Excess packaging Packaging FAQs
This article, Excess packaging, was last updated on 08 September 2010 and is now out of date and held in our online archive for reference. Explore our latest Home & garden articles.
Are paper carrier bags a greener option than plastic ones?
Paper bags are often hailed as a greener alternative to plastic ones, but although paper degrades more quickly than plastic and comes from a renewable source, it’s no more beneficial to the environment overall.
Paper bags use between four and six times more energy to produce, are six times heavier and take up to ten times more space. This means significantly higher carbon emissions during their transportation and production.
As most paper comes from tree pulp, the impact of on forests if all bags were made from paper would be enormous.
What’s the difference between degradable and biodegradable carrier bags?
Both types are designed to break down much more quickly than conventional plastic bags, but different materials mean they do this in different ways.
Degradable bags contain additives that help them break down when exposed to sunlight or air. Most degrade within 18 months, but it can take far longer if the bag is exposed to the cold or water.
Once a degradable bag has broken down, it can leave behind environmentally-harmful particles that pollute the natural environment.
Biodegradable bags are made from plant-based materials, and are designed to break down into carbon dioxide and water within a few months. Some types can also be composted in a garden compost bin.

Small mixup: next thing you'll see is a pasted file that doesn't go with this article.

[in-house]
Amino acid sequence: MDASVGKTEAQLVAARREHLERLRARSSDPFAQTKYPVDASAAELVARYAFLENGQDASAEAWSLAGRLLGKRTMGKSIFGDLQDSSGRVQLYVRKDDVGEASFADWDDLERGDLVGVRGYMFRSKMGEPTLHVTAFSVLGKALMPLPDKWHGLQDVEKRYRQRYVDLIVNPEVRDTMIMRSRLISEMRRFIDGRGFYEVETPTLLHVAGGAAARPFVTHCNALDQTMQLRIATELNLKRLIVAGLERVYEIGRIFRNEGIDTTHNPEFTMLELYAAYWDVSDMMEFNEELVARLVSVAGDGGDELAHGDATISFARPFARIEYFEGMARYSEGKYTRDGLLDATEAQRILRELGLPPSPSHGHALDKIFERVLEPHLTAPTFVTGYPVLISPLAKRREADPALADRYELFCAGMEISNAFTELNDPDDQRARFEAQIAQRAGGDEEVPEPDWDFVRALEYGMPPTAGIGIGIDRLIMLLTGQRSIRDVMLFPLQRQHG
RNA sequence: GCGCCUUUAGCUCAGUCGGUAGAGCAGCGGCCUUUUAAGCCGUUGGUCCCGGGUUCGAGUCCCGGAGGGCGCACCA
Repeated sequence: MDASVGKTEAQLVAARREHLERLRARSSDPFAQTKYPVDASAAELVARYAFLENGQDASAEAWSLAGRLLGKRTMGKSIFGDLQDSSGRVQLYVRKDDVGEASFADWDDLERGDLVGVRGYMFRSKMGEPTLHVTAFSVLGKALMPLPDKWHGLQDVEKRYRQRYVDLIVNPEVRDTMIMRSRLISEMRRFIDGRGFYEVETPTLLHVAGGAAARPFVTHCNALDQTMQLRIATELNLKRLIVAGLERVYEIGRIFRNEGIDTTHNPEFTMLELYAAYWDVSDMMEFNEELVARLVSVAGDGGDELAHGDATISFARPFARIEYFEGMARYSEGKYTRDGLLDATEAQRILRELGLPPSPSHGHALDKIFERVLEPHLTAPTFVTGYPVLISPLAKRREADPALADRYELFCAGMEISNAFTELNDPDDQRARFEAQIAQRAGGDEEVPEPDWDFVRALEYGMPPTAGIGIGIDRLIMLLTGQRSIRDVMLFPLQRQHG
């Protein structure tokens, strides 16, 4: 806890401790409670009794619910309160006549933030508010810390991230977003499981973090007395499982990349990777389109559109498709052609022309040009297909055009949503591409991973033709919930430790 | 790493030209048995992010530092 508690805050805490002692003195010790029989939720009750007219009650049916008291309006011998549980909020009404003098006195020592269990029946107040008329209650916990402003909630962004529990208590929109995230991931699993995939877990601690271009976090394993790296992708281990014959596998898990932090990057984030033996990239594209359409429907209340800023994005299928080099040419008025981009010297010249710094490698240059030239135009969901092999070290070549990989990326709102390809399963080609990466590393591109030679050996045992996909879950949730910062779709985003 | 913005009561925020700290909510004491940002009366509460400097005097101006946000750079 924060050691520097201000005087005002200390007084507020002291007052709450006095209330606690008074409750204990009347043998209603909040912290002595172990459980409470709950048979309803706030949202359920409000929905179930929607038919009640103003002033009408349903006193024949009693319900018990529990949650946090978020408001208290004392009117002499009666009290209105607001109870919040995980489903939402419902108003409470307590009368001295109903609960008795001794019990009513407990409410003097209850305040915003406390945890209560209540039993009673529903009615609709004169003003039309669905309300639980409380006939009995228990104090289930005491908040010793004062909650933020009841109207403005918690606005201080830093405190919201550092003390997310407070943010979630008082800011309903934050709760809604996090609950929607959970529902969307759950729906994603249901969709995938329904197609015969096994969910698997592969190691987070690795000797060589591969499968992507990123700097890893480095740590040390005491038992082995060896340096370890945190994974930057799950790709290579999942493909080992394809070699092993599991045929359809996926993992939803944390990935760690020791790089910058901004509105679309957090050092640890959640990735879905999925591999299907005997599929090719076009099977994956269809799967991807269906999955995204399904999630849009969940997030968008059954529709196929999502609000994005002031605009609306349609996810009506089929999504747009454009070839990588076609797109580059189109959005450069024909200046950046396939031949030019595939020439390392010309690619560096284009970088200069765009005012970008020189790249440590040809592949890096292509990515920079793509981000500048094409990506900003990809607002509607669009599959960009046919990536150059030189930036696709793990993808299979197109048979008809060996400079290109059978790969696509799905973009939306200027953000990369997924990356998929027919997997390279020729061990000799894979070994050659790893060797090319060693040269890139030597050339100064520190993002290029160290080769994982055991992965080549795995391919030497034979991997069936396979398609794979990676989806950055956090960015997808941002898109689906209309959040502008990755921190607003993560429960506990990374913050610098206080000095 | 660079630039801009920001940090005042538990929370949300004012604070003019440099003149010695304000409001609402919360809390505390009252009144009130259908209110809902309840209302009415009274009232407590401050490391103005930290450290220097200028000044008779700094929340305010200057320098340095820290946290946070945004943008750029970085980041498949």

The downside is biodegradable bags can still take years to break down if left in less-than-ideal conditions – eg if it’s too cold, wet or if there’s not enough air. Some experts also believe the resources needed for their manufacture add to the carbon footprint of carrier bags.
Why won’t my local kerb-side recycling scheme accept plastic food packaging?
Most of the 50-odd different types of plastic are recyclable, but many are worth relatively little in the wholesale recycling market.
The costs of collecting and storing recyclable goods can be high, so most councils concentrate on collecting heavier plastics which are worth more to recoup their costs.
There are also much fewer outlets for plastic food packaging, meaning even where councils could collect extra plastics, they may not have access to a reprocessor to pass the materials on to.
A survey by plastics recycling organisation Recoup found 75% of councils without a plastic collection scheme blame the cost.